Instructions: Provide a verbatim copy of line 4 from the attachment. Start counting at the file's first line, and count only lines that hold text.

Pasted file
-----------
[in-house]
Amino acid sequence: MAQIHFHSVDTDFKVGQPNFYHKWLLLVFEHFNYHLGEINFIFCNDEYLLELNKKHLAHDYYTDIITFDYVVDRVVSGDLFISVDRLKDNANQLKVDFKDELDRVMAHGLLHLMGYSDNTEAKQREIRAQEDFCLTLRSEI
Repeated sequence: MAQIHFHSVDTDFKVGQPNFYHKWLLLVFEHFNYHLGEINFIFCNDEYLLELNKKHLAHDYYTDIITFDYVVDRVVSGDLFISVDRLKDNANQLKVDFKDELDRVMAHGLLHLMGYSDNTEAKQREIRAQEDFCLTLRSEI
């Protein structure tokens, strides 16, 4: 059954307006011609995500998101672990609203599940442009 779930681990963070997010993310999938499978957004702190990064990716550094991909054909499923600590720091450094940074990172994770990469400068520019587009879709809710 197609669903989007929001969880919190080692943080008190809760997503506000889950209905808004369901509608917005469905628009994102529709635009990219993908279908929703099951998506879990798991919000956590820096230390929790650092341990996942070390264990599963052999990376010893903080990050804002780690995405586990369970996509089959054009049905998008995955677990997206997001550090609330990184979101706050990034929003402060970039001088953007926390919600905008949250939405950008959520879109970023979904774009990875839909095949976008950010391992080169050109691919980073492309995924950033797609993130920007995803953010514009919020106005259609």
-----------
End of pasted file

């Protein structure tokens, strides 16, 4: 059954307006011609995500998101672990609203599940442009 779930681990963070997010993310999938499978957004702190990064990716550094991909054909499923600590720091450094940074990172994770990469400068520019587009879709809710 197609669903989007929001969880919190080692943080008190809760997503506000889950209905808004369901509608917005469905628009994102529709635009990219993908279908929703099951998506879990798991919000956590820096230390929790650092341990996942070390264990599963052999990376010893903080990050804002780690995405586990369970996509089959054009049905998008995955677990997206997001550090609330990184979101706050990034929003402060970039001088953007926390919600905008949250939405950008959520879109970023979904774009990875839909095949976008950010391992080169050109691919980073492309995924950033797609993130920007995803953010514009919020106005259609």